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Vizellaceae

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The Vizellaceae are a family of fungi with an uncertain taxonomic placement in the class Dothideomycetes.[1] The family was circumscribed by Dutch mycologist Haring Johannes Swart in 1971. It originally held Blasdalea and the type genus Vizella.[2] Vizellaceae species are found on all continents, particularly in tropical and subtropical regions.[3]

Description

Vizellaceae species are fungi that grow in or under the host plant's leaf cuticle. They have flattened, disc-like or irregular fruitbodies. Their asci are bitunicate, meaning they have two functional layers, an elastic internal wall and an external wall. The ascospores are unicellular, or apiosporous (bicellular, with one cell smaller than the other). They are brown, with a translucent crosswise band.[2]

References

  1. ^ Lumbsch TH, Huhndorf SM (December 2007). "Outline of Ascomycota – 2007". Myconet. Chicago, USA: The Field Museum, Department of Botany. 13: 1–58.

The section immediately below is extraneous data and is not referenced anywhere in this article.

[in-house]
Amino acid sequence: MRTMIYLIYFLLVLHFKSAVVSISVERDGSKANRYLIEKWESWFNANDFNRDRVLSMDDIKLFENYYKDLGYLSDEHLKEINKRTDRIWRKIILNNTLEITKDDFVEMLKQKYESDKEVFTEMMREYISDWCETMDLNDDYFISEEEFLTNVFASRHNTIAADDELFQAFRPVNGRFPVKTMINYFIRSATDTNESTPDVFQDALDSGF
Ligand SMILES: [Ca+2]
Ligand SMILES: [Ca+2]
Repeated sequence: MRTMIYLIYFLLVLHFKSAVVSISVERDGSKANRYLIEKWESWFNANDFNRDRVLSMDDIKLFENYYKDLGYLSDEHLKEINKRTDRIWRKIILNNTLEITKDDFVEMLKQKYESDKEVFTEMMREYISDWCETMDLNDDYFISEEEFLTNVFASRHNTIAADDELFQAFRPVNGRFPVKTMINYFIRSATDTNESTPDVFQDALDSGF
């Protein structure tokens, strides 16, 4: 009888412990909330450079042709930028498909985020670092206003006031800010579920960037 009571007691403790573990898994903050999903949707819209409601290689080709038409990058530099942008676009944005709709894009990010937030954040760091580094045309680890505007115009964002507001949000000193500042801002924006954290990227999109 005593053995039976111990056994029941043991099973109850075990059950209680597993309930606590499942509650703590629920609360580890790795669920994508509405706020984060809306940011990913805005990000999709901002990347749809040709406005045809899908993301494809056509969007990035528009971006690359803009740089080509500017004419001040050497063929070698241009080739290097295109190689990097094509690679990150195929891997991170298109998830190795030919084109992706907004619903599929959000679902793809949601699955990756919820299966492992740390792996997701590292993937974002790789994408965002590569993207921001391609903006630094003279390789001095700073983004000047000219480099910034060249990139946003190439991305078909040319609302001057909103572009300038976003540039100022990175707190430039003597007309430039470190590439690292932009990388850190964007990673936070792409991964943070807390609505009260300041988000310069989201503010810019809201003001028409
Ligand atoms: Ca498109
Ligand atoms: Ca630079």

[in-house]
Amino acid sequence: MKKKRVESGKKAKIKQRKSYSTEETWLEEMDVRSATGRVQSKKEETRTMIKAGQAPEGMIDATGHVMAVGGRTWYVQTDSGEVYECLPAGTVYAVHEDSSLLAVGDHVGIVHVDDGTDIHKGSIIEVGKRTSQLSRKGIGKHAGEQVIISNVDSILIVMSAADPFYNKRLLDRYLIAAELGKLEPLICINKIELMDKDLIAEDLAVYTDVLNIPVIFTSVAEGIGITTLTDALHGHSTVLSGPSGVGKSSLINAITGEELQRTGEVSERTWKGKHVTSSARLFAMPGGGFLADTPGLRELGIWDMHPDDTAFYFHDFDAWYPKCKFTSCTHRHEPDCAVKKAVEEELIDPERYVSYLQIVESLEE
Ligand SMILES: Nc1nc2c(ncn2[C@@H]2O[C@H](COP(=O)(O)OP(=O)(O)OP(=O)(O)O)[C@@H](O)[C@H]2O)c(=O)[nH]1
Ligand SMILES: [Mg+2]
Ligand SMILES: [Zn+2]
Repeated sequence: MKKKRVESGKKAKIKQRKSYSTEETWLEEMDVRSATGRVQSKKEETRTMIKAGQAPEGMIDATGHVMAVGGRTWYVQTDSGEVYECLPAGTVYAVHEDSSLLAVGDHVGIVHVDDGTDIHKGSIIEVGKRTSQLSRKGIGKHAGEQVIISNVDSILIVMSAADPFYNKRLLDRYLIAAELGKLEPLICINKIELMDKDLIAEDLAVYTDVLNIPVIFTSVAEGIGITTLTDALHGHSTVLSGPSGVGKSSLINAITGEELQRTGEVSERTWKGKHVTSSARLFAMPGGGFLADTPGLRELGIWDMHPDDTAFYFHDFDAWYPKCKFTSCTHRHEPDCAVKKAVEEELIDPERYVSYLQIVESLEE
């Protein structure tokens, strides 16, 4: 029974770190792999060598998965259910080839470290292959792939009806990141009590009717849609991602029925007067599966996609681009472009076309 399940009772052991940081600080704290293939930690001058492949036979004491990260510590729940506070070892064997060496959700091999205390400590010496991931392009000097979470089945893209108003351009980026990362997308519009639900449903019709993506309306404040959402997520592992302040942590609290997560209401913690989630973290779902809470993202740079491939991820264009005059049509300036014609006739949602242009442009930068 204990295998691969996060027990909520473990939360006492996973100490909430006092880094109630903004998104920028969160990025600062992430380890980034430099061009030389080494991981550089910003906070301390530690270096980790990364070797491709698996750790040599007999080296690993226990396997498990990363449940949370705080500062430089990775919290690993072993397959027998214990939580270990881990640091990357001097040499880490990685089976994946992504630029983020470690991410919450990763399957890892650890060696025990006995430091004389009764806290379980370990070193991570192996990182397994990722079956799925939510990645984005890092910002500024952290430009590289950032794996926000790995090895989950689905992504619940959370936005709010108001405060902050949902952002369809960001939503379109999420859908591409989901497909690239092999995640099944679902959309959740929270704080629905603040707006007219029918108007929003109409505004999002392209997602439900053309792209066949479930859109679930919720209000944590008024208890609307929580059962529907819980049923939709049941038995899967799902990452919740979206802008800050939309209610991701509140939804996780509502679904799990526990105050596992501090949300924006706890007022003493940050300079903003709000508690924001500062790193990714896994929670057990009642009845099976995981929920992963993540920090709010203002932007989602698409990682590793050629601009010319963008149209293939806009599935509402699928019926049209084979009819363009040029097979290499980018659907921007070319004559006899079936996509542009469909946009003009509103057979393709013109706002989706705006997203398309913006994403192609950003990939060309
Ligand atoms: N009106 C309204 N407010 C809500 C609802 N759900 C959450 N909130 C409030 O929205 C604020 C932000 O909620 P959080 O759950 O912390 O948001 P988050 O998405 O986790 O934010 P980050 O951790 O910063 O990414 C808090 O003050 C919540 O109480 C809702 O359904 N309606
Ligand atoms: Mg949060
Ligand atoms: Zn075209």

2. ^ a b Swart HJ. (1971). "Australian leaf-inhabiting fungi. I. Two species of Vizella". Transactions of the British Mycological Society. 57 (3): 455–464. doi:10.1016/s0007-1536(71)80061-x.
  3. ^ Cannon PF, Kirk PM (2007). Fungal Families of the World. Wallingford, UK: CAB International. pp. 377–378. ISBN 978-0-85199-827-5.
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Vizellaceae: Brief Summary

provided by wikipedia EN

The Vizellaceae are a family of fungi with an uncertain taxonomic placement in the class Dothideomycetes. The family was circumscribed by Dutch mycologist Haring Johannes Swart in 1971. It originally held Blasdalea and the type genus Vizella. Vizellaceae species are found on all continents, particularly in tropical and subtropical regions.

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